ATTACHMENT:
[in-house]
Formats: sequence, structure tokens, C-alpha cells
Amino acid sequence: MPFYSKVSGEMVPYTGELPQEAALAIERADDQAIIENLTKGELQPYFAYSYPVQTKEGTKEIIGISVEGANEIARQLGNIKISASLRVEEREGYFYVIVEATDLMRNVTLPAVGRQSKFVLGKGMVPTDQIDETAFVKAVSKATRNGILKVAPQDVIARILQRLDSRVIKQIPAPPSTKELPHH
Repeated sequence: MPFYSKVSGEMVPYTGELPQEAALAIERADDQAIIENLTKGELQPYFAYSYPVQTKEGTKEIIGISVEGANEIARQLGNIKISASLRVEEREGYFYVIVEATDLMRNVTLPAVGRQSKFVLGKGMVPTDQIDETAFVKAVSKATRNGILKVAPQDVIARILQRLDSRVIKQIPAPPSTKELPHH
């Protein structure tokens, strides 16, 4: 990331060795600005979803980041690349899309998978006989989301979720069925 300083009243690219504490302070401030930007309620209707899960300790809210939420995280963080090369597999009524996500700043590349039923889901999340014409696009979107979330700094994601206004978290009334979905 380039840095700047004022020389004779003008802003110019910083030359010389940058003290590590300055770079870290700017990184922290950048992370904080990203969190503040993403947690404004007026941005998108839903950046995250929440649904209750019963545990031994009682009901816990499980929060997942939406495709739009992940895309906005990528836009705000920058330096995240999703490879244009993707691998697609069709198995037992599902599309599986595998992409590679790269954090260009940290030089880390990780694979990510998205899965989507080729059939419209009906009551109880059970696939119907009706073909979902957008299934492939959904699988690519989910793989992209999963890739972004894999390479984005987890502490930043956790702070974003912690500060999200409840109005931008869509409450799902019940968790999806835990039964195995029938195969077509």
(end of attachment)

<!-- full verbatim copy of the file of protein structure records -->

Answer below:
[in-house]
Formats: sequence, structure tokens, C-alpha cells
Amino acid sequence: MPFYSKVSGEMVPYTGELPQEAALAIERADDQAIIENLTKGELQPYFAYSYPVQTKEGTKEIIGISVEGANEIARQLGNIKISASLRVEEREGYFYVIVEATDLMRNVTLPAVGRQSKFVLGKGMVPTDQIDETAFVKAVSKATRNGILKVAPQDVIARILQRLDSRVIKQIPAPPSTKELPHH
Repeated sequence: MPFYSKVSGEMVPYTGELPQEAALAIERADDQAIIENLTKGELQPYFAYSYPVQTKEGTKEIIGISVEGANEIARQLGNIKISASLRVEEREGYFYVIVEATDLMRNVTLPAVGRQSKFVLGKGMVPTDQIDETAFVKAVSKATRNGILKVAPQDVIARILQRLDSRVIKQIPAPPSTKELPHH
């Protein structure tokens, strides 16, 4: 990331060795600005979803980041690349899309998978006989989301979720069925 300083009243690219504490302070401030930007309620209707899960300790809210939420995280963080090369597999009524996500700043590349039923889901999340014409696009979107979330700094994601206004978290009334979905 380039840095700047004022020389004779003008802003110019910083030359010389940058003290590590300055770079870290700017990184922290950048992370904080990203969190503040993403947690404004007026941005998108839903950046995250929440649904209750019963545990031994009682009901816990499980929060997942939406495709739009992940895309906005990528836009705000920058330096995240999703490879244009993707691998697609069709198995037992599902599309599986595998992409590679790269954090260009940290030089880390990780694979990510998205899965989507080729059939419209009906009551109880059970696939119907009706073909979902957008299934492939959904699988690519989910793989992209999963890739972004894999390479984005987890502490930043956790702070974003912690500060999200409840109005931008869509409450799902019940968790999806835990039964195995029938195969077509």